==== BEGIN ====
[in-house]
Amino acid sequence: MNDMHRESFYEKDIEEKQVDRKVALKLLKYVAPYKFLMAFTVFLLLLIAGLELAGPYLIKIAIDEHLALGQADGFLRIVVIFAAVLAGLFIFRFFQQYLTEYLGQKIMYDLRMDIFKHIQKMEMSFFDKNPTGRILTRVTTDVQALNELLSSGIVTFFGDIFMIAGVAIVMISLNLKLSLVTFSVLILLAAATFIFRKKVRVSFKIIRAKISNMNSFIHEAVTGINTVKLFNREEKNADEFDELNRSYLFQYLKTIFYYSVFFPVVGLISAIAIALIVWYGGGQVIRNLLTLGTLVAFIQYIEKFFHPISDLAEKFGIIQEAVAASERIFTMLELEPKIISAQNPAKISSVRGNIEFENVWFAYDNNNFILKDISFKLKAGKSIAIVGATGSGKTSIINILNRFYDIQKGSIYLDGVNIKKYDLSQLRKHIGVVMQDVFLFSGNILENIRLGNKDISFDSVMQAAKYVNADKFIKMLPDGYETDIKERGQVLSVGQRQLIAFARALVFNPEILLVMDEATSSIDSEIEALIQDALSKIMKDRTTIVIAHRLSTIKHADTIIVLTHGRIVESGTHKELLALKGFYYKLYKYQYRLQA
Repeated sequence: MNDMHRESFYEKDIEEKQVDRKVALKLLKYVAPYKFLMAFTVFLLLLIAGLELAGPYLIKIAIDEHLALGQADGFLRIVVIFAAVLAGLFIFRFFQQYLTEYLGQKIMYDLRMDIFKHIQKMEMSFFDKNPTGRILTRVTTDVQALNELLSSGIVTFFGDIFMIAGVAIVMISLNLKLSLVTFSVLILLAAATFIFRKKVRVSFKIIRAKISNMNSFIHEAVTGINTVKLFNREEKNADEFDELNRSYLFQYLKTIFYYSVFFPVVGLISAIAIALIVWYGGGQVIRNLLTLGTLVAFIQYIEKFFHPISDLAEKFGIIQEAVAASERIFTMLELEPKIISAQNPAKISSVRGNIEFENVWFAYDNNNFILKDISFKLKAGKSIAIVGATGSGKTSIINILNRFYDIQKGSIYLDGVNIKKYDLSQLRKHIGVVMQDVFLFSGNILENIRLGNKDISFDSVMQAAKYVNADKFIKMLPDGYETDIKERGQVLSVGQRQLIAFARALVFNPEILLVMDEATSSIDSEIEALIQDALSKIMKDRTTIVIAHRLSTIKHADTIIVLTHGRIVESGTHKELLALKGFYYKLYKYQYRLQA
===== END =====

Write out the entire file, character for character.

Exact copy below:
[in-house]
Amino acid sequence: MNDMHRESFYEKDIEEKQVDRKVALKLLKYVAPYKFLMAFTVFLLLLIAGLELAGPYLIKIAIDEHLALGQADGFLRIVVIFAAVLAGLFIFRFFQQYLTEYLGQKIMYDLRMDIFKHIQKMEMSFFDKNPTGRILTRVTTDVQALNELLSSGIVTFFGDIFMIAGVAIVMISLNLKLSLVTFSVLILLAAATFIFRKKVRVSFKIIRAKISNMNSFIHEAVTGINTVKLFNREEKNADEFDELNRSYLFQYLKTIFYYSVFFPVVGLISAIAIALIVWYGGGQVIRNLLTLGTLVAFIQYIEKFFHPISDLAEKFGIIQEAVAASERIFTMLELEPKIISAQNPAKISSVRGNIEFENVWFAYDNNNFILKDISFKLKAGKSIAIVGATGSGKTSIINILNRFYDIQKGSIYLDGVNIKKYDLSQLRKHIGVVMQDVFLFSGNILENIRLGNKDISFDSVMQAAKYVNADKFIKMLPDGYETDIKERGQVLSVGQRQLIAFARALVFNPEILLVMDEATSSIDSEIEALIQDALSKIMKDRTTIVIAHRLSTIKHADTIIVLTHGRIVESGTHKELLALKGFYYKLYKYQYRLQA
Repeated sequence: MNDMHRESFYEKDIEEKQVDRKVALKLLKYVAPYKFLMAFTVFLLLLIAGLELAGPYLIKIAIDEHLALGQADGFLRIVVIFAAVLAGLFIFRFFQQYLTEYLGQKIMYDLRMDIFKHIQKMEMSFFDKNPTGRILTRVTTDVQALNELLSSGIVTFFGDIFMIAGVAIVMISLNLKLSLVTFSVLILLAAATFIFRKKVRVSFKIIRAKISNMNSFIHEAVTGINTVKLFNREEKNADEFDELNRSYLFQYLKTIFYYSVFFPVVGLISAIAIALIVWYGGGQVIRNLLTLGTLVAFIQYIEKFFHPISDLAEKFGIIQEAVAASERIFTMLELEPKIISAQNPAKISSVRGNIEFENVWFAYDNNNFILKDISFKLKAGKSIAIVGATGSGKTSIINILNRFYDIQKGSIYLDGVNIKKYDLSQLRKHIGVVMQDVFLFSGNILENIRLGNKDISFDSVMQAAKYVNADKFIKMLPDGYETDIKERGQVLSVGQRQLIAFARALVFNPEILLVMDEATSSIDSEIEALIQDALSKIMKDRTTIVIAHRLSTIKHADTIIVLTHGRIVESGTHKELLALKGFYYKLYKYQYRLQA